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  6. Immunochemical fecal occult blood test (iFOBT or FIT)

Immunochemical fecal occult blood test (iFOBT or FIT)


Cancer in the large intestine (colon or rectum) often leaves traces of blood in stool that can’t be seen with the naked eye (occult blood). In order to verify whether you have blood in your stool or not, you were advised to have an immunochemical fecal occult blood test (iFOBT). The results of this test will not confirm whether you have cancer or not but will tell you if you should have a colonoscopy for verification.

The iFOBT test involves taking a sample of your stool yourself at home. The sample is then analysed in the laboratory.

Who is eligible for screening

Screening is mainly aimed at people at average risk. Indeed, it is recommended that people who are 50 to 74 years old and at average risk (no symptoms or other risk factors) get screened for colorectal cancer every 2 years.

The iFOBT is the recommended screening method for most of these people. Check with a health care professional to find out if you are eligible for the test.


Get a prescription from your doctor

If you are between 50 and 74 years old, ask your doctor if you should have an iFOBT. If so, your doctor will give you a prescription to get a sample collection kit.

Get a sample collection kit

If you have a family doctor, you can get a prescription and your health care professional will tell you where to get a test kit.

If you do not have a family doctor, you can make an appointment at a local Service Point by visiting the Clic Santé website or by calling 1 877-644-4545.

Book an appointment

During your appointment, a health care professional will do a brief assessment to check if you are eligible for a screening test and will discuss the advantages and disadvantages of participating or not participating in screening with you.

If you are eligible for an iFOBT and, following an informed decision-making process, you want to do the test, a test kit and instruction sheet will be given to you so that you can collect the sample at home. Your participation in screening is voluntary. Screening is an option, never an obligation.

Take a sample of your stool

To obtain a sample of your stool, you need the sample collection kit and the instruction sheet provided to you at the specimen collection centre. Be sure to follow each of the steps indicated on the sheet.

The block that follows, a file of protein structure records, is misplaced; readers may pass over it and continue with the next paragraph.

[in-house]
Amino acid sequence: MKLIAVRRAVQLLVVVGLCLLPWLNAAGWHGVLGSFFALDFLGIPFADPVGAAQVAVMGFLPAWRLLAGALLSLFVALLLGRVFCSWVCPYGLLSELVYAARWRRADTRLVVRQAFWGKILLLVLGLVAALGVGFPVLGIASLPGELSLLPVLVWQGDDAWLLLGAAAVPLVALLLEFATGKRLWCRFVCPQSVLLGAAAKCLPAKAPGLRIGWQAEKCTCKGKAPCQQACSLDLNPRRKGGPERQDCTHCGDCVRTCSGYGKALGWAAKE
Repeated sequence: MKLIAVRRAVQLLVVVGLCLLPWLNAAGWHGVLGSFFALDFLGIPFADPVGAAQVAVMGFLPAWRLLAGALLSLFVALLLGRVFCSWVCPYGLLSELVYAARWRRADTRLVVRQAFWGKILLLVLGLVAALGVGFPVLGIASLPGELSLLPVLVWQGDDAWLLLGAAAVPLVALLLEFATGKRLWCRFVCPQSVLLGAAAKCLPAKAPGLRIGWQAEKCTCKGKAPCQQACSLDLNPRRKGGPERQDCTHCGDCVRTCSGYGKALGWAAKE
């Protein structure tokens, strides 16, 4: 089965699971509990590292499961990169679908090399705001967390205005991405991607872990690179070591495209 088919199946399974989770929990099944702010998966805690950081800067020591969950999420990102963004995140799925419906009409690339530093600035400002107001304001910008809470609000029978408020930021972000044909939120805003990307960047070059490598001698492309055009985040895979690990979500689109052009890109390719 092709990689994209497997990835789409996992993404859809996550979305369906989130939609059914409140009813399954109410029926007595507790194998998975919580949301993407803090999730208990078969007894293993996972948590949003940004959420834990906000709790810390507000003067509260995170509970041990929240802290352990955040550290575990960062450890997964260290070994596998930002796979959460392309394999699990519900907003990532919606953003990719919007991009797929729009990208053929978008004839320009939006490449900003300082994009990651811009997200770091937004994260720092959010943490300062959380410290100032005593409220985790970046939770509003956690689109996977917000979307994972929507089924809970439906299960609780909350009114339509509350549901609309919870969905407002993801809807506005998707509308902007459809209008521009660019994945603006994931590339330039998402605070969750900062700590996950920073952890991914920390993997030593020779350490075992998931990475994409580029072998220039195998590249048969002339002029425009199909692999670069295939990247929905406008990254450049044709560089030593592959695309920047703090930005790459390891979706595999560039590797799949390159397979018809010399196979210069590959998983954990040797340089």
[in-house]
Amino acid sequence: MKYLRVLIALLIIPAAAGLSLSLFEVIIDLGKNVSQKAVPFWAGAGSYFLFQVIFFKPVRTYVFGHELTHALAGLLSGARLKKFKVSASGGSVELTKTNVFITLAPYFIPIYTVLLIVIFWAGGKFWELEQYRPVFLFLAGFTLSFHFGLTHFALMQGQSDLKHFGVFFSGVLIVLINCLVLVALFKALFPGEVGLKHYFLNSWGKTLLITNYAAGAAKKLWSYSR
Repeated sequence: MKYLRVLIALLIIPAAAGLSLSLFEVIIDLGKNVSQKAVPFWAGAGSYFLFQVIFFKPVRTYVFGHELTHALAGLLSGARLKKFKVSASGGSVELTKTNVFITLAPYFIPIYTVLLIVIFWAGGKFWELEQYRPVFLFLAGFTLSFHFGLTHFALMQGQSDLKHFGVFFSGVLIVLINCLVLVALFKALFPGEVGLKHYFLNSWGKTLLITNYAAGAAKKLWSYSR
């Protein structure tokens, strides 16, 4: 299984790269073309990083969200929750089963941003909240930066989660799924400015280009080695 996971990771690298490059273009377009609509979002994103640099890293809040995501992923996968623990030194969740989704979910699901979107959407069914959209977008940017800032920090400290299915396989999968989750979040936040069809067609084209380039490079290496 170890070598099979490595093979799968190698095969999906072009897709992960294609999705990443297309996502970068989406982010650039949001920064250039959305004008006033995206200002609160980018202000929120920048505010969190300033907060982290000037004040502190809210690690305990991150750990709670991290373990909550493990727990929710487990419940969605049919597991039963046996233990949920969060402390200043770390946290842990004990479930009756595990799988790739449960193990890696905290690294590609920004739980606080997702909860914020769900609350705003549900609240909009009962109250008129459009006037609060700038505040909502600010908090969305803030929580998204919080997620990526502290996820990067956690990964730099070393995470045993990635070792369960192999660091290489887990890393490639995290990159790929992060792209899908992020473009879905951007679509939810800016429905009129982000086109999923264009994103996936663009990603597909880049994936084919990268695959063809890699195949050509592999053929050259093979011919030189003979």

The information on the sheet is also available on the Instructions for immunochemical fecal occult blood test (iFOBT) page.

Bring the sample to the designated location

Bring your stool sample to the location indicated to you by the health care professional no later than 48 hours after collection.

If you have your prescription, put it in the bag with your sample.

After your sample has been analyzed, the appropriate follow-up of the result will be done by a health care professional.

Possible test results

There are 3 possible results:

  • Negative
  • Positive
  • Inconclusive

Negative test result

Your test is negative if no trace of blood is detected in your stool. In this case, your doctor may prescribe you another iFOBT in 2 years.

A negative result does not guarantee:

  • That you don’t have a cancer
  • That you will not develop colorectal cancer in the future

Hence, you should do the test every 2 years and talk to your doctor if you notice the apparition of 1 or more symptoms associated with colorectal cancer.

Positive test result

If there is blood in your stool, your test is positive. In this case, your doctor will recommend a colonoscopy.

The presence of blood in the stool is not necessarily an indication of cancer. Other health problems can also be the cause, including hemorrhoids and anal fissures.

Positive test results are uncommon. Of 1,000 people screened, only 36 will have a positive result and must then do a colonoscopy. Of these 36 people:

  • 4 will have colorectal cancer
  • 17 will have one or more polyps removed (small masses of flesh that look like warts; they grow on the inner lining of the large intestine)
  • 15 will have neither polyps nor cancer

Inconclusive test

A test is inconclusive when it has been administered incorrectly, or when too much time has elapsed between the test and the analysis. If your test is inconclusive, you must take it again. It is therefore essential to follow instructions received with your sample collection kit. These instructions are also available on the Instructions for Immunochemical Fecal Occult Blood Test (iFOBT) page.

Last update: February 5, 2024


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